Abusive parents haven’t changed
Dear Annie: I’m in my late 50s. Approximately three years ago, because of my husband’s death, an auto accident and my loss of a job, I had to return to my parents’ home to recuperate and get back on my feet. This has been a very dark period for me.
A bit of background on my childhood: While I was growing up, there were daily beatings. There were weeks when my parents had to keep me home from school and inside so that no one would see the marks they left on my body and face. In addition, they allowed another family member to rape me on a daily basis. This happened until I gained a voice and an ally at age 13 (my first boyfriend, who was 36) to help me escape.
I worked very diligently to overcome their abuse. I went into therapy and gained a lot of emotional clarity and wisdom. I grew more compassionate and less judgmental. I had a good life and successful career. I owe much to my late husband. He was so very kind and loving.
When I made the decision to return to my childhood home, where all of this abuse occurred, I thought that my parents had aged out of their physical violence and were changed people. Unfortunately, they are the same.
The primary reason I am seeking your guidance is to learn how to cope with the emotional violence that my mom directs at me at every opportunity. She complains that I do not clean the house well, that I generate too much garbage, that I’m not grateful enough to her for taking me in, etc. These encounters are becoming more and more emotionally and physically draining. I have made efforts to set boundaries. However, her response is, “This is my house, and I do not have to acknowledge or respect your boundaries.”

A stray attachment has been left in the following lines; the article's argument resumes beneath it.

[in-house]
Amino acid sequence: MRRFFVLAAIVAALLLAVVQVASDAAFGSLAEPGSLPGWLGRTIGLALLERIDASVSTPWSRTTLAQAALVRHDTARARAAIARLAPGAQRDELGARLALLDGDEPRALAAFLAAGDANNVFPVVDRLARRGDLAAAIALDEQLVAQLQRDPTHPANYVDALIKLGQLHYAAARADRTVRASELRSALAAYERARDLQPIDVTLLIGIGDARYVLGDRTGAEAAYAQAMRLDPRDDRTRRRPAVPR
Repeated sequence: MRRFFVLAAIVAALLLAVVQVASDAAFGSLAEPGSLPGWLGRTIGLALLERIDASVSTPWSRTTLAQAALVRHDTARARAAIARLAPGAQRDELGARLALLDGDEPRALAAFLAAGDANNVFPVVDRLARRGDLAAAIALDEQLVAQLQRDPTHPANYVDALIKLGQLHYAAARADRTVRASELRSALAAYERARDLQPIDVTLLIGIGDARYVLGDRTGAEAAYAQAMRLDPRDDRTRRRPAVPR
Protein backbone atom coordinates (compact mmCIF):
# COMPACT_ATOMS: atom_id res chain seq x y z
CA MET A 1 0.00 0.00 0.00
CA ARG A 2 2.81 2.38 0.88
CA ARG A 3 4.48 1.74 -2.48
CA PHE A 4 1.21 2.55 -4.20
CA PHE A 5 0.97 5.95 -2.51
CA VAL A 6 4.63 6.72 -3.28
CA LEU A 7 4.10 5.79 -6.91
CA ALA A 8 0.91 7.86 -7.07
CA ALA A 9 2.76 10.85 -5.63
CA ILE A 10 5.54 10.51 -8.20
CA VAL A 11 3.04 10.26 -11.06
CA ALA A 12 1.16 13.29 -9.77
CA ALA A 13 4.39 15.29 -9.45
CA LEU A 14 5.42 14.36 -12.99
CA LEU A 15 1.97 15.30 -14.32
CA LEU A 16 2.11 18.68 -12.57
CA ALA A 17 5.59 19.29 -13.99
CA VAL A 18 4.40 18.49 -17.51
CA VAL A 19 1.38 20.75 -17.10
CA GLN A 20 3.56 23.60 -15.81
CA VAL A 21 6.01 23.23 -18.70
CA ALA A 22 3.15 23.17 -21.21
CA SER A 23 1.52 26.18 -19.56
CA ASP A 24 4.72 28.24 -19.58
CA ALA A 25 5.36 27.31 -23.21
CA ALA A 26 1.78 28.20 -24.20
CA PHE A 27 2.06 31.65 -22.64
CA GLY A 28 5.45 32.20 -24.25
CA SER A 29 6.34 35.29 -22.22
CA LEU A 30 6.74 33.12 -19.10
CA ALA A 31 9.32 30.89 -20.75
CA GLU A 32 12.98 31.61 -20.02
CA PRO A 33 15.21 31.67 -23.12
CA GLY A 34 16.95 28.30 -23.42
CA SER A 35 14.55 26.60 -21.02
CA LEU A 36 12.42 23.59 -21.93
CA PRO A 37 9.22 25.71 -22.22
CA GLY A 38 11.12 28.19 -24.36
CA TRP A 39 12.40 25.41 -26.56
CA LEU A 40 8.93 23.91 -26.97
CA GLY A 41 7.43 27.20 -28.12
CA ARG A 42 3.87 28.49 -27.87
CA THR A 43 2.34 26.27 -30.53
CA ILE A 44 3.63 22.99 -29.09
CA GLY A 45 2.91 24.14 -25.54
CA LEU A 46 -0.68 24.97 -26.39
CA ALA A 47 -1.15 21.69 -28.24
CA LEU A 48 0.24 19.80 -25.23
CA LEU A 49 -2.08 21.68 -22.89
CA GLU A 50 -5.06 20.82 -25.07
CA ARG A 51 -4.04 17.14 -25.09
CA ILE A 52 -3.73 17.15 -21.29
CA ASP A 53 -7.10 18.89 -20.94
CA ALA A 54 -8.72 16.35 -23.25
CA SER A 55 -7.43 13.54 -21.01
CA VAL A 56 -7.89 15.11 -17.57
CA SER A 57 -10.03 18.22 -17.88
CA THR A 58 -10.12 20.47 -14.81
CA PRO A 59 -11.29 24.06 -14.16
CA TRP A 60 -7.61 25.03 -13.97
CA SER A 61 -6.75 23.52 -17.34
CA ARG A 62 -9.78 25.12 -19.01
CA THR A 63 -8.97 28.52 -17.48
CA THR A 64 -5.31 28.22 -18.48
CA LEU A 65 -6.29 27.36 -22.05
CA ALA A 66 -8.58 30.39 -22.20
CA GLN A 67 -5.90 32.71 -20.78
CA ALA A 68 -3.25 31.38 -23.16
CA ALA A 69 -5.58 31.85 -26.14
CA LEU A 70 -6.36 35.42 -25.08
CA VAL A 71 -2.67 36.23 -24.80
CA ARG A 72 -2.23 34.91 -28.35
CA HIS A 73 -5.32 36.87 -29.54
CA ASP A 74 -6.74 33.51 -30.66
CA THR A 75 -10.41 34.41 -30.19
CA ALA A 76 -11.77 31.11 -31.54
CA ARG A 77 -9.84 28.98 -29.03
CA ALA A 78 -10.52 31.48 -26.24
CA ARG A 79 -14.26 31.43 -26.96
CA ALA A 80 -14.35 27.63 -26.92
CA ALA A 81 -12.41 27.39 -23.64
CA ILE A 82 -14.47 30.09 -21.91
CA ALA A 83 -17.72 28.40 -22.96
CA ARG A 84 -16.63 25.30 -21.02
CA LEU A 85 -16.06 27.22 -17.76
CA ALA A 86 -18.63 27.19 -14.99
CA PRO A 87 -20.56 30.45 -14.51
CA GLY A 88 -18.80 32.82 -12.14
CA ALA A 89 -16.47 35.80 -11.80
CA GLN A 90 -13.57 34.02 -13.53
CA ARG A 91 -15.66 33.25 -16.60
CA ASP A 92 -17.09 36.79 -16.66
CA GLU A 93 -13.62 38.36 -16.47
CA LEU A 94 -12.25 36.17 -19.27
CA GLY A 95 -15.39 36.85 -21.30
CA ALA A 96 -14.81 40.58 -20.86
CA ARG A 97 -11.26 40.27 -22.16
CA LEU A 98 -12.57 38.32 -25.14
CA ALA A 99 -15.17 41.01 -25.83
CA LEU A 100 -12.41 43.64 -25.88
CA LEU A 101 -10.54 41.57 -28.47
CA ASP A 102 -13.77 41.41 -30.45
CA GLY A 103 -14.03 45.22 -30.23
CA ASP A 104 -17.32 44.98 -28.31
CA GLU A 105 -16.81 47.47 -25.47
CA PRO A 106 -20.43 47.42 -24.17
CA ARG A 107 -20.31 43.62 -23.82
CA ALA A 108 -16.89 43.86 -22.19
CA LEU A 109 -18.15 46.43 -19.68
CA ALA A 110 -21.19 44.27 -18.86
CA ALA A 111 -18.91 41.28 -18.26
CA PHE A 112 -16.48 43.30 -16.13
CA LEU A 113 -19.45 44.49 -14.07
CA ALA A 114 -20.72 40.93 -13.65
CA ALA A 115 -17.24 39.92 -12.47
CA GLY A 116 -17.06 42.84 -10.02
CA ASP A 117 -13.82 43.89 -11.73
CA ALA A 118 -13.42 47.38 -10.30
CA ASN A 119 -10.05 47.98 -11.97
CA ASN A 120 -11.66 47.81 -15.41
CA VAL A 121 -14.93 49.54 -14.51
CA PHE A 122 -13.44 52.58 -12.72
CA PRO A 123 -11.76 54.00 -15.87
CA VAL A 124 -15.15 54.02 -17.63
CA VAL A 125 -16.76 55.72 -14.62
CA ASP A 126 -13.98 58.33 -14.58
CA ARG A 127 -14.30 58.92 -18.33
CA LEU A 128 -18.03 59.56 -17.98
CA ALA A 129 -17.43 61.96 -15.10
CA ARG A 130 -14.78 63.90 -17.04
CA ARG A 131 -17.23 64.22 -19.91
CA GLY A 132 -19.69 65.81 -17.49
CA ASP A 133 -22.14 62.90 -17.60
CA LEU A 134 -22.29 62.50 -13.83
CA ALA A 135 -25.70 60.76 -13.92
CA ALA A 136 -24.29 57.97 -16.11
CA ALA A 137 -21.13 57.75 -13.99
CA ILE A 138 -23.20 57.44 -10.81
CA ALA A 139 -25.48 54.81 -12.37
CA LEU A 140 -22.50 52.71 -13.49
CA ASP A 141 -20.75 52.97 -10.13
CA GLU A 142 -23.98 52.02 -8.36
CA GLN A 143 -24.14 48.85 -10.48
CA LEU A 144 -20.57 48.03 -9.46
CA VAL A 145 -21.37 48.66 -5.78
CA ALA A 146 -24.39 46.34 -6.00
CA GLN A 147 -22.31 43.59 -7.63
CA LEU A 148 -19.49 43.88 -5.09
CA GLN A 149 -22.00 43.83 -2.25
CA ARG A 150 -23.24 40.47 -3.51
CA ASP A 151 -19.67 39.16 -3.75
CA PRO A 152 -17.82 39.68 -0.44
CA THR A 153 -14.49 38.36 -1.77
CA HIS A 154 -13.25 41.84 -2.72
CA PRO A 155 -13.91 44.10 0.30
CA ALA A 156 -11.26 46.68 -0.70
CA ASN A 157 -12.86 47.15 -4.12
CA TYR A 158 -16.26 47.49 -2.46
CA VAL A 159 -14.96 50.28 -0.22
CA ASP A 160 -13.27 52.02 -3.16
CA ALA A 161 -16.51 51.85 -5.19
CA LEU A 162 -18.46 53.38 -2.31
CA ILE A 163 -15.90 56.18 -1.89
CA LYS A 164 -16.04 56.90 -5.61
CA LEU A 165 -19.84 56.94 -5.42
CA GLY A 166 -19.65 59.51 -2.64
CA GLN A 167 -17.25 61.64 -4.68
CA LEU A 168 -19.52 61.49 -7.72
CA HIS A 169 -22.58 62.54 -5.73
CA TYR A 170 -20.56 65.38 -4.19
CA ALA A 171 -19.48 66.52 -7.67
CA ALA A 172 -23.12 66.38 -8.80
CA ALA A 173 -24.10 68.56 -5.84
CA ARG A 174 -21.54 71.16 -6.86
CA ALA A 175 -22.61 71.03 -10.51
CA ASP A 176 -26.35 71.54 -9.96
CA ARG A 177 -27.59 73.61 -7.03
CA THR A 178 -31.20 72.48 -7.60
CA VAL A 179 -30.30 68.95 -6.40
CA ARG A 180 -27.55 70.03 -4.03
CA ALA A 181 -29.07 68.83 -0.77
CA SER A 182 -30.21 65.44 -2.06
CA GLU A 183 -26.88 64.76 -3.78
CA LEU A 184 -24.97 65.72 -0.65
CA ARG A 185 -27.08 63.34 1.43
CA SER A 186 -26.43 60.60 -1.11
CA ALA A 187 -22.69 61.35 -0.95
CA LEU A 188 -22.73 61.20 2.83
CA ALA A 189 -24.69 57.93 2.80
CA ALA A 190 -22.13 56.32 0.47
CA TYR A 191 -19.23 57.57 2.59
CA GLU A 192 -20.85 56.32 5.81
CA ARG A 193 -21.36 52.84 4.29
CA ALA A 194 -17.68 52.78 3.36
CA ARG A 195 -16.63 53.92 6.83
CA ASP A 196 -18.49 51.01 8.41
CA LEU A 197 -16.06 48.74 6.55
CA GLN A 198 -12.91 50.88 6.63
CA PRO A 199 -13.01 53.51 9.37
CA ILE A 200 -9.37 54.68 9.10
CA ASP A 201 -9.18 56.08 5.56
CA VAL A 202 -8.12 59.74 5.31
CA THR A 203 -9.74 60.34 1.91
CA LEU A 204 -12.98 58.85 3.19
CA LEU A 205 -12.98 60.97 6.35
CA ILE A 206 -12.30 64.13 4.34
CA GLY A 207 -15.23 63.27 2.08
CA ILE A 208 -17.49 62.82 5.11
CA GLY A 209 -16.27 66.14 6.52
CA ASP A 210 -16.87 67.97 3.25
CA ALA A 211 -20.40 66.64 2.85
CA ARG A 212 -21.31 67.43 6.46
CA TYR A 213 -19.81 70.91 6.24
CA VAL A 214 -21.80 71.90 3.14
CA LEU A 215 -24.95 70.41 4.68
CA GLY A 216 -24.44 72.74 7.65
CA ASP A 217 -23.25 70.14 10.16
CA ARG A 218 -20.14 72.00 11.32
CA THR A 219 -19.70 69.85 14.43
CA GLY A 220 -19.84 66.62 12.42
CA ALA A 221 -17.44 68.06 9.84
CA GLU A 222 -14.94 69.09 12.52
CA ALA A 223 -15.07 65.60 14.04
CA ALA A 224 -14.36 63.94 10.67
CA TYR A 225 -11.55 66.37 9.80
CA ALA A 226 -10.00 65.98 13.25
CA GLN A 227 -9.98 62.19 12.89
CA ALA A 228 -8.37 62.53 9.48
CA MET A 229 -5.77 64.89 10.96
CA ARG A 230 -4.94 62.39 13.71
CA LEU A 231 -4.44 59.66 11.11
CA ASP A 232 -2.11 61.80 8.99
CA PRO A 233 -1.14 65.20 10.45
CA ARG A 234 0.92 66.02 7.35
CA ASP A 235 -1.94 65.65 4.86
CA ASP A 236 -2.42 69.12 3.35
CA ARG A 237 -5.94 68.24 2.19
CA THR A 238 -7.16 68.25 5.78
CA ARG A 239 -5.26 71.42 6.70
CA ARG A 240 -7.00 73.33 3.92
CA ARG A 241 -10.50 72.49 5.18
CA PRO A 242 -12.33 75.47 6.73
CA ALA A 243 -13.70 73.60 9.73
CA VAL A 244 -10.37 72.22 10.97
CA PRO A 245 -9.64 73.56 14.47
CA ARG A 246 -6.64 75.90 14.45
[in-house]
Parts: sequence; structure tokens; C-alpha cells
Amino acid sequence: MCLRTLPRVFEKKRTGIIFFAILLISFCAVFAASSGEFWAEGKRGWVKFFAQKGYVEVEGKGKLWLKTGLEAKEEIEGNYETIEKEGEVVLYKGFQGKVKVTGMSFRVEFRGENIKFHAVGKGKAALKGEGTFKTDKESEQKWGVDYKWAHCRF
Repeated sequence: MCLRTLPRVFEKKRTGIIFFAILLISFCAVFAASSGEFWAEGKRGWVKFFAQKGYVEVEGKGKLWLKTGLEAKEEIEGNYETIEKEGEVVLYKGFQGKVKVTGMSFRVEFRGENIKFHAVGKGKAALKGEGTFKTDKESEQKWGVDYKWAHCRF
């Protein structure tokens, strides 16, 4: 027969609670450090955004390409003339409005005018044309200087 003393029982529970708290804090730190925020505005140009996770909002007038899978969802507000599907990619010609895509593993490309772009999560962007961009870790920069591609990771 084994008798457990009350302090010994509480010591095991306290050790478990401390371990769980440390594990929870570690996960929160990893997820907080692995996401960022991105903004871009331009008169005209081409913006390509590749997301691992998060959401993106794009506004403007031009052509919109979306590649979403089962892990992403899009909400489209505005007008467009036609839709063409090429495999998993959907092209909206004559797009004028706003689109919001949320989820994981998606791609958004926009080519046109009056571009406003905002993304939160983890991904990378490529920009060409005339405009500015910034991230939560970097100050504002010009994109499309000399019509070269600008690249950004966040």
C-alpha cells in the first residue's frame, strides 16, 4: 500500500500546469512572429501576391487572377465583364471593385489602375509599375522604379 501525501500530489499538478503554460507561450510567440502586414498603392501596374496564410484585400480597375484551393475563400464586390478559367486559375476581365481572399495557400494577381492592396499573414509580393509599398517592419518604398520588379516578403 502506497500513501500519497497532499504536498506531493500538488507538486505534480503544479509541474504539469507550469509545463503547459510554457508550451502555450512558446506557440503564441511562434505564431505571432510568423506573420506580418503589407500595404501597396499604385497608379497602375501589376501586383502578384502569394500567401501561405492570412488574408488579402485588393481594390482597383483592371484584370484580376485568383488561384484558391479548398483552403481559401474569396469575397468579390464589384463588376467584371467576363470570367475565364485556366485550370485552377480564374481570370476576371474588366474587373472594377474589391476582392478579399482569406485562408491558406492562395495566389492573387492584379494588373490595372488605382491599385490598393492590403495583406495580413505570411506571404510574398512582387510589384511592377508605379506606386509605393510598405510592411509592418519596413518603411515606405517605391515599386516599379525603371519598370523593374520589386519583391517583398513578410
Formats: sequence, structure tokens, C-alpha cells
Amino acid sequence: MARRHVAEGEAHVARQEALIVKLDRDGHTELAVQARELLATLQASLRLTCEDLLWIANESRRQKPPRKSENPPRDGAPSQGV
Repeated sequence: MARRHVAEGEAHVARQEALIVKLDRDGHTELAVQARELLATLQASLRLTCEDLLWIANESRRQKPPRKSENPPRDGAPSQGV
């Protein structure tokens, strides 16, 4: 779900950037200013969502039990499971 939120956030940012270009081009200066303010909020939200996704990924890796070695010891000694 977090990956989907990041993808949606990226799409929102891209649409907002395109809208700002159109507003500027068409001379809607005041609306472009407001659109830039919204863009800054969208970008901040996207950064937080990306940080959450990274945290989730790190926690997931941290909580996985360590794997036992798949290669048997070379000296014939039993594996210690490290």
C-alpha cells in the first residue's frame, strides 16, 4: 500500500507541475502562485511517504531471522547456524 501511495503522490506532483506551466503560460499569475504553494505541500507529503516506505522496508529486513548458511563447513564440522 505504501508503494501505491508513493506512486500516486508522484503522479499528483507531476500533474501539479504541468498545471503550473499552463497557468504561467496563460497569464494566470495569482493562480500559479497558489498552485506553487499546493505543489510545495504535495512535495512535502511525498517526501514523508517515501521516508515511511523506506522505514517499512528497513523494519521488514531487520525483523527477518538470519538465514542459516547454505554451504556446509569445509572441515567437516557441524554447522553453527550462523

It is becoming more difficult to endure these emotional verbal attacks. I still owe them money. As I’m working only part time, this will take a bit of time. I have sought full-time employment.
I hope that you can provide some guidance. I am amenable to anything at this point. — Still Suffering
Dear Still Suffering: There is much more here than I can unpack in the space of a column. I am so sorry for the abuse you suffered growing up. Given that history, your parents’ house is a toxic and unsustainable place for you to be. I know you said you have financial constraints, but I urge you to take steps to find another living situation immediately. Visit your local Social Security office to see what financial benefits you might be eligible for. I also encourage you to resume therapy.
Dear Annie: My husband and I were in a situation similar to that of the unsympathetic patrons described by “Where Is the Love?” — whose grandson has autism and makes loud noises. Though we had great sympathy for the family, we found the disturbance profound. We quietly asked our server whether we could be moved, and when that was accomplished, we requested that the check for the family’s meal be given to us. Quiet for us, a treat for the family — a win-win! — Been on the Other Side
Dear Been on the Other Side: What a fantastic way to approach the situation. Your letter gave me a big smile. Please keep spreading that love and positivity.
Send your questions for Annie Lane to firstname.lastname@example.org.